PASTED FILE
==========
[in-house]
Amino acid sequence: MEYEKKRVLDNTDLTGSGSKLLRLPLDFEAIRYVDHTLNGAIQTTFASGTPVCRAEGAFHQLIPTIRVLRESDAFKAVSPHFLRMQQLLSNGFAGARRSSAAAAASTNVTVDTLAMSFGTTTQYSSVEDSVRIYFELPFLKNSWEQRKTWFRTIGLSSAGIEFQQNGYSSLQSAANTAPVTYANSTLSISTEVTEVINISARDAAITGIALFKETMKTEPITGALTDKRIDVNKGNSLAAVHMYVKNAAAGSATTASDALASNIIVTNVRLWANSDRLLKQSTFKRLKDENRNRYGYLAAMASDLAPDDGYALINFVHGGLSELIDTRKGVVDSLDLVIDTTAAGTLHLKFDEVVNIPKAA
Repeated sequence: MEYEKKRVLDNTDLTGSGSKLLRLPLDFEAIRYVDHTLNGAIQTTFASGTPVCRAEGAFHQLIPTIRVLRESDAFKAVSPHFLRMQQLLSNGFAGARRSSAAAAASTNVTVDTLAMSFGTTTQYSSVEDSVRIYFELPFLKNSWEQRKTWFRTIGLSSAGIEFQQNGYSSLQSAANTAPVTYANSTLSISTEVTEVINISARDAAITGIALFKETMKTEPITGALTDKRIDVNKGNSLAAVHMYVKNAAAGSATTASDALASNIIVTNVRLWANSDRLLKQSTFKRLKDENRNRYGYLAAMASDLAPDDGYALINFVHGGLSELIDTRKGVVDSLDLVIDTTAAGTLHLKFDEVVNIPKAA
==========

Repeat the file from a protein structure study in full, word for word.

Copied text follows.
[in-house]
Amino acid sequence: MEYEKKRVLDNTDLTGSGSKLLRLPLDFEAIRYVDHTLNGAIQTTFASGTPVCRAEGAFHQLIPTIRVLRESDAFKAVSPHFLRMQQLLSNGFAGARRSSAAAAASTNVTVDTLAMSFGTTTQYSSVEDSVRIYFELPFLKNSWEQRKTWFRTIGLSSAGIEFQQNGYSSLQSAANTAPVTYANSTLSISTEVTEVINISARDAAITGIALFKETMKTEPITGALTDKRIDVNKGNSLAAVHMYVKNAAAGSATTASDALASNIIVTNVRLWANSDRLLKQSTFKRLKDENRNRYGYLAAMASDLAPDDGYALINFVHGGLSELIDTRKGVVDSLDLVIDTTAAGTLHLKFDEVVNIPKAA
Repeated sequence: MEYEKKRVLDNTDLTGSGSKLLRLPLDFEAIRYVDHTLNGAIQTTFASGTPVCRAEGAFHQLIPTIRVLRESDAFKAVSPHFLRMQQLLSNGFAGARRSSAAAAASTNVTVDTLAMSFGTTTQYSSVEDSVRIYFELPFLKNSWEQRKTWFRTIGLSSAGIEFQQNGYSSLQSAANTAPVTYANSTLSISTEVTEVINISARDAAITGIALFKETMKTEPITGALTDKRIDVNKGNSLAAVHMYVKNAAAGSATTASDALASNIIVTNVRLWANSDRLLKQSTFKRLKDENRNRYGYLAAMASDLAPDDGYALINFVHGGLSELIDTRKGVVDSLDLVIDTTAAGTLHLKFDEVVNIPKAA